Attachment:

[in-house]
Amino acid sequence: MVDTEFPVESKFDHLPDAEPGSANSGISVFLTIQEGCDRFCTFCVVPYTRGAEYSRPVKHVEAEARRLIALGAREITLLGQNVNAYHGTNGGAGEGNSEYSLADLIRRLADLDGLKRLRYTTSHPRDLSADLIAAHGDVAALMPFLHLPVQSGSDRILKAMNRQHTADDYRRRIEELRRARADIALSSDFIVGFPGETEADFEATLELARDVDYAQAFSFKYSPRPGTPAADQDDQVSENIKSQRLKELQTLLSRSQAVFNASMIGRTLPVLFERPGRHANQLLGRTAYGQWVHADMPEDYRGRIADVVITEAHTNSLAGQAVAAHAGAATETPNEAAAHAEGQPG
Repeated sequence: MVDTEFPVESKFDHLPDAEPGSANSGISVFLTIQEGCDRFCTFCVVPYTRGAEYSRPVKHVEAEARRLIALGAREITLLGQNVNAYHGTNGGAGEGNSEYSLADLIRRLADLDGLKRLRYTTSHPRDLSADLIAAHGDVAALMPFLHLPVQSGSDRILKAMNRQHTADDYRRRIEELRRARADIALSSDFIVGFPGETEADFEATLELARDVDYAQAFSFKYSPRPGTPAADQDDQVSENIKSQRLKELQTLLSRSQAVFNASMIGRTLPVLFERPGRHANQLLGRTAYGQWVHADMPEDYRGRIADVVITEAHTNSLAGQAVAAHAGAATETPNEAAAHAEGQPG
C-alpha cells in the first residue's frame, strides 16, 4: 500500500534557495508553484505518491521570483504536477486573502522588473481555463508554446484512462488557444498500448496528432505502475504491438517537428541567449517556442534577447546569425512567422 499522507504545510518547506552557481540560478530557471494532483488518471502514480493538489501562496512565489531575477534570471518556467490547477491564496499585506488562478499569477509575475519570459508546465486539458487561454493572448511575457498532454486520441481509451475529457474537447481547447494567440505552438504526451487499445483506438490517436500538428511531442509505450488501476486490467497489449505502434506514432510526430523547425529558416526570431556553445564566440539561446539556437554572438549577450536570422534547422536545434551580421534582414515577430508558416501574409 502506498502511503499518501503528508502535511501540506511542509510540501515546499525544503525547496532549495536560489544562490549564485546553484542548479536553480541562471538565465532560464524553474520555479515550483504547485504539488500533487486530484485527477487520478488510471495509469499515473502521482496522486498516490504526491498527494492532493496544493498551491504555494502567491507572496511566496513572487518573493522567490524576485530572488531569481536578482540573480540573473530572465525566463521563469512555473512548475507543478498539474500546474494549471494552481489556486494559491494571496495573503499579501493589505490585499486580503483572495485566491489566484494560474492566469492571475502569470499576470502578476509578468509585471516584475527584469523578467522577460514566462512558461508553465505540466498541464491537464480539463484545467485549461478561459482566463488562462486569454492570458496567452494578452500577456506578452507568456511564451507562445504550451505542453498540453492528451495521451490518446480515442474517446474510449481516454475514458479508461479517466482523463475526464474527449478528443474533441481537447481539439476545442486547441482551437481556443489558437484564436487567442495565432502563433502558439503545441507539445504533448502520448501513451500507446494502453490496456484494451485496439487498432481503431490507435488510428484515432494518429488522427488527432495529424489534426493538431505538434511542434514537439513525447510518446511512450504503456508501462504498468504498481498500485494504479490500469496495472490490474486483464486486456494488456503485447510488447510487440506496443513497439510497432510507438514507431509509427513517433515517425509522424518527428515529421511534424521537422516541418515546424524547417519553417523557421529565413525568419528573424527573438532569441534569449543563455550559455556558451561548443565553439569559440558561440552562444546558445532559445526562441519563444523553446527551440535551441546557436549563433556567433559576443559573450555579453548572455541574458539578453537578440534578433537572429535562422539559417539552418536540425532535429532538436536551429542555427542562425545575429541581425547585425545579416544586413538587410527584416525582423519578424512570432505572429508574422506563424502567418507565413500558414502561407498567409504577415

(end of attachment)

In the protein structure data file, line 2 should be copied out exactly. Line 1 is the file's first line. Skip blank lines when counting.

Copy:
Amino acid sequence: MVDTEFPVESKFDHLPDAEPGSANSGISVFLTIQEGCDRFCTFCVVPYTRGAEYSRPVKHVEAEARRLIALGAREITLLGQNVNAYHGTNGGAGEGNSEYSLADLIRRLADLDGLKRLRYTTSHPRDLSADLIAAHGDVAALMPFLHLPVQSGSDRILKAMNRQHTADDYRRRIEELRRARADIALSSDFIVGFPGETEADFEATLELARDVDYAQAFSFKYSPRPGTPAADQDDQVSENIKSQRLKELQTLLSRSQAVFNASMIGRTLPVLFERPGRHANQLLGRTAYGQWVHADMPEDYRGRIADVVITEAHTNSLAGQAVAAHAGAATETPNEAAAHAEGQPG